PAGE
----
The adventurer is launching a new initiative to support Africa’s frontline heroes. Sarah Marshall reports.
“Once they wrap around you, you can’t breathe. If it takes you down, you’re in big trouble.”
The incident joins a catalogue of close shaves experienced by the survivalist during filming and training missions in Africa. But it pales in comparison to the challenges faced by the continent’s wildlife rangers on a daily basis.
As an ambassador for conservation charity Tusk Vertroue, Grylls is promoting a new fundraising initiative to support rangers across Africa at a time when resources are scarce and the threat of bushmeat poaching is higher than ever before.
Launched on World Ranger Day (Julie 31), the Wildlife Ranger Challenge (WRC) will bring together 150 teams of rangers from 20 African countries to participate in a series of mental and physical competitions, followed by a 21km half marathon on September 18. Members of the public are invited to sponsor teams or raise funds by taking part themselves at home.
“If I have learnt anything it is that in times of crisis we need to pull together,” says Grylls, who appreciates everyone has been impacted by lockdowns. “I hope we emerge as a kinder, humbler, more united world”.
Reflecting on his work for Tusk, the 47-year-old says: “I’m so proud to be in the Tusk Trust family, helping spread the positive message of wildlife conservation and protecting the indefensible… And huge respect to all you rangers taking part out there. Truly, you’re amazing.”
Working on the wildlife frontline during a pandemic
Two rangers from popular tourist parks reflect on the difficulties they are currently facing.
Benson Kanyembo, Winner of the 2019 Tusk Ranger Of The Year AwardWaar: South Luangwa, Zambië
It’s been an exhausting couple of years for law enforcement advisor Benson Kanyembo. Since recovering from Covid, he’s been working around the clock to protect a park the size of Cyprus.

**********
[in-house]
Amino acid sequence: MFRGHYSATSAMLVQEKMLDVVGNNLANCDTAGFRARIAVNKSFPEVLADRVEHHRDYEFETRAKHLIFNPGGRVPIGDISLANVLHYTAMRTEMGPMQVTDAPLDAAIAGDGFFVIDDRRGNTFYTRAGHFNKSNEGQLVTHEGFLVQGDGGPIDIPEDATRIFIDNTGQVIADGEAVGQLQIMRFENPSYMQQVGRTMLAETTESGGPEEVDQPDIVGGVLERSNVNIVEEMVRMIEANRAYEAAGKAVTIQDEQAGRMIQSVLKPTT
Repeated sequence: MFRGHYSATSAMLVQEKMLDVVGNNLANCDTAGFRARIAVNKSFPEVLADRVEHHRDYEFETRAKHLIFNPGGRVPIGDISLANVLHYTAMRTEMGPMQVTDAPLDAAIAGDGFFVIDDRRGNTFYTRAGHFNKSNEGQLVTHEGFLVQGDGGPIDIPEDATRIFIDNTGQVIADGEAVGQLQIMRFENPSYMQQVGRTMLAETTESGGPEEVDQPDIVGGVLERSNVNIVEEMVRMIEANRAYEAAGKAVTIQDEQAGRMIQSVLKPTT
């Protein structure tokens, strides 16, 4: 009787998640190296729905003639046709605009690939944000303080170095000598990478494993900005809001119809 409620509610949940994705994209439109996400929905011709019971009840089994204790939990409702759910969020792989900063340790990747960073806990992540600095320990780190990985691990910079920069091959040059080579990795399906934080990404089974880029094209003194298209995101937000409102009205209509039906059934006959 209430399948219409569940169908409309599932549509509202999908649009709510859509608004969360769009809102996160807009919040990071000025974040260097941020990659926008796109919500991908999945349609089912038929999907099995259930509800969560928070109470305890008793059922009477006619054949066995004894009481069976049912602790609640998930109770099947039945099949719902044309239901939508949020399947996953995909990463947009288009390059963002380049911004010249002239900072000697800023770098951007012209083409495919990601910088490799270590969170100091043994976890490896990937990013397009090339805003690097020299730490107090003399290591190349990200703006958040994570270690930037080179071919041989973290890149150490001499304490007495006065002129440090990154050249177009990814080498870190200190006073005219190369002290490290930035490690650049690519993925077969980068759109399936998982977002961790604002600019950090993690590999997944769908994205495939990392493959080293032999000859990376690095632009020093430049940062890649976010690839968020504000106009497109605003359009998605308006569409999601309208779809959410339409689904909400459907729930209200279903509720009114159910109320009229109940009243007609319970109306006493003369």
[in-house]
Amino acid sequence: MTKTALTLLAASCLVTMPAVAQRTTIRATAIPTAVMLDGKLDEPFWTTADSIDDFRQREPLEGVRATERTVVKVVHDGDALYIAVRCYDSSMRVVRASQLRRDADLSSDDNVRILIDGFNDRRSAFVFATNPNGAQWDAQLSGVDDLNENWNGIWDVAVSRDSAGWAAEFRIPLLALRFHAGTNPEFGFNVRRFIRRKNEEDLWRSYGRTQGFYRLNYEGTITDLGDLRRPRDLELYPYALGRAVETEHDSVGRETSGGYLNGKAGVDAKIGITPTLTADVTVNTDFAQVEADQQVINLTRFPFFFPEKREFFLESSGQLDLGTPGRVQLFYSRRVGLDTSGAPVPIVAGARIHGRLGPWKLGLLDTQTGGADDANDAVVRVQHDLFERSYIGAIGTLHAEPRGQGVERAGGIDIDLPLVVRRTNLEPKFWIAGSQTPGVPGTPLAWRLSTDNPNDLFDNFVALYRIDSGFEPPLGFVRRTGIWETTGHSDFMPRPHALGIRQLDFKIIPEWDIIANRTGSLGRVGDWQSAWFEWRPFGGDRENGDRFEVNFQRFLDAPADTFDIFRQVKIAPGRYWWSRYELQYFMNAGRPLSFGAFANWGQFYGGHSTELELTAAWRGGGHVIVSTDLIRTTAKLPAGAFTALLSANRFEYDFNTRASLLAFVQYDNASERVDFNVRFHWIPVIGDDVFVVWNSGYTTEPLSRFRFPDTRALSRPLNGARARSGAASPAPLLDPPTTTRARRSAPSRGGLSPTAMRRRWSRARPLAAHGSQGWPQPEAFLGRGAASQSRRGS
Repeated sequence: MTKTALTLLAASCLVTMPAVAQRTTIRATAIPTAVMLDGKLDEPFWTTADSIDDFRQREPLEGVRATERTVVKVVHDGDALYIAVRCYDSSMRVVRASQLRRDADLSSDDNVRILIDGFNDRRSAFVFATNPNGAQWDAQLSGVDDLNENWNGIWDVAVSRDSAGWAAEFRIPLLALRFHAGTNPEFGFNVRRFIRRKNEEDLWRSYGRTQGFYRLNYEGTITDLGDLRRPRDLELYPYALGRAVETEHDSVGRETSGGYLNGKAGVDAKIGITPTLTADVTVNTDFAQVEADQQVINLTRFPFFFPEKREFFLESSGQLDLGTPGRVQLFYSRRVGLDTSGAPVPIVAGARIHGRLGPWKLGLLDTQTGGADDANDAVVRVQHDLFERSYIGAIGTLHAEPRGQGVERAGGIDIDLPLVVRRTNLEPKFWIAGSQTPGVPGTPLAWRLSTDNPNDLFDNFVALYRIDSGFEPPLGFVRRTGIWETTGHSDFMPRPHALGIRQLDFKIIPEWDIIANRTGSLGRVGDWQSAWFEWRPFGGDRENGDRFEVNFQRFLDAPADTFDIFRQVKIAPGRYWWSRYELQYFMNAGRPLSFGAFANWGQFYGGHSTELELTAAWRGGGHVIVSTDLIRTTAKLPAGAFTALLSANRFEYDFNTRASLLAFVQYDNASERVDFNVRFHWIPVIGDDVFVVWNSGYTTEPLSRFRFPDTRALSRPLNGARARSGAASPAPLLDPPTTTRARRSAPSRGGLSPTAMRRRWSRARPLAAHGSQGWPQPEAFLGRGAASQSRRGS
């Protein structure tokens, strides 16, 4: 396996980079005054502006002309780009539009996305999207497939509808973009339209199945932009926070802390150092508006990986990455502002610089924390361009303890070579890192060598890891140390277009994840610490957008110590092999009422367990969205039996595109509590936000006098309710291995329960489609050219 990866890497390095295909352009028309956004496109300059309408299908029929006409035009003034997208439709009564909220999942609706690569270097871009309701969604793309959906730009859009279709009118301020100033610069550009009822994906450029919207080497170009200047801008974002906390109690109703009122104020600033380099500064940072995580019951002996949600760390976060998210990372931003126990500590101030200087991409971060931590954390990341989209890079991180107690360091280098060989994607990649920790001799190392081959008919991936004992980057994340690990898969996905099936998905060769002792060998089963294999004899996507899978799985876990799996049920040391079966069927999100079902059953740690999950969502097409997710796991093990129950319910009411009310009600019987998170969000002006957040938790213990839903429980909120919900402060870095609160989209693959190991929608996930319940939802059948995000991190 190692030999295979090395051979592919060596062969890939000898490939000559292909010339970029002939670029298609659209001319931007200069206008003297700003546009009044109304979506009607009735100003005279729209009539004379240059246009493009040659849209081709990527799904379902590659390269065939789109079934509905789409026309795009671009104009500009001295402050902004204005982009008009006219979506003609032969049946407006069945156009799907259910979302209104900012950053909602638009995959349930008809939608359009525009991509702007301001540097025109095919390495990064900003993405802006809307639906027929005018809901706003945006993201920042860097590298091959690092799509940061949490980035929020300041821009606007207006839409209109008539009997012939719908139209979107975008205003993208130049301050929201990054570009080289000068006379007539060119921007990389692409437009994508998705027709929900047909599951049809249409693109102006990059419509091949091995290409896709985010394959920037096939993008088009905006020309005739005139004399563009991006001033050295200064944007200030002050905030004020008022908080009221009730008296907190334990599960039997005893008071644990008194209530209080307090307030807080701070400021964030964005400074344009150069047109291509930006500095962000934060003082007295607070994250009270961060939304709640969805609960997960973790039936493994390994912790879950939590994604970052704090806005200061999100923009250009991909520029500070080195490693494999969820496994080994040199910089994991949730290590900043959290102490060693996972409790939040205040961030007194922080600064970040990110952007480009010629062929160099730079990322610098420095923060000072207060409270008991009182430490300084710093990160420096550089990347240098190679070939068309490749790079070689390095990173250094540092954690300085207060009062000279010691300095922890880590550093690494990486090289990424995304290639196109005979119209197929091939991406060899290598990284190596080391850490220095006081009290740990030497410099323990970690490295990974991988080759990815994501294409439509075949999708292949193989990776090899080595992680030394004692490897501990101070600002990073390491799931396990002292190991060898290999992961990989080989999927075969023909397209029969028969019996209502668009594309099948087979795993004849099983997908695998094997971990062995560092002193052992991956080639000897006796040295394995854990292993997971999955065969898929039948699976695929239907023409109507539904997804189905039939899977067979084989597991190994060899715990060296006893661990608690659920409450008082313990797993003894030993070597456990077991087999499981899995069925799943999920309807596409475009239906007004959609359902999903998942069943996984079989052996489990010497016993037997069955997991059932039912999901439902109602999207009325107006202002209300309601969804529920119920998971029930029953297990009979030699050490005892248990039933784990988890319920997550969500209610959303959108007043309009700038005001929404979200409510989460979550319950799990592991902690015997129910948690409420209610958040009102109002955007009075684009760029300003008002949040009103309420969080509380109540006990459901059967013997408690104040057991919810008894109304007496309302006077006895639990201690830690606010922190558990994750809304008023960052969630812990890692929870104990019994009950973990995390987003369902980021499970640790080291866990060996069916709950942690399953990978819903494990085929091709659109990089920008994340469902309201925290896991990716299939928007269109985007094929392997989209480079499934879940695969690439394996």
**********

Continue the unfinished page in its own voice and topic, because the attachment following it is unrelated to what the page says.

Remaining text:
“As rangers we are working without rest because of less safari activity in the park," hy sê, lamenting the lack of international tourists. He believes Covid-19 is “one of the biggest challenges facing scouts on the frontline”, who are often forced to spend weeks away from their families due to reduced manpower as others fall sick and salaries are cut.
At time when spirits are low, Kanyembo keeps his team motivated by encouraging them to do sports, providing counselling and giving families the opportunity to go on game drives “to appreciate their spouse’s work environment”. He is also training a team for the WRC with a gruelling workout, involving “insanity workouts. push ups, sit ups, frog jumps and running with backpack weighing 22kgs”.
Amos Gwema, Winner of the 2020 Tusk Ranger Of The Year AwardWaar: Hwange, Zimbabwe
Only a handful of local tourists can currently be found in Zimbabwe’s largest national park, where revenue streams have almost dried up. “Big game poaching is low, but animals are being killed through snaring,” complains principal intelligence wildlife officer Gwema, who has been working hard to find new ways to engage communities.Using drama and poetry as tools to communicate the importance of protecting wildlife, his new project, Community Action for Wildlife Conservation, has been well received. But it hasn’t been easy.“The community is on my side in terms of conservation, but I am lacking funds,” he complains. “It is difficult for me to continue with the project and at the same time it is difficult for me to stop the project. Right now I am nowhere, I don’t know what to do.”
For more information of the Wildlife Ranger Challenge, supported by Tusk, NATURAL STATE and the Scheinberg Relief Fund, visit wildliferangerchallenge.org or follow #ForWildlifeRangers.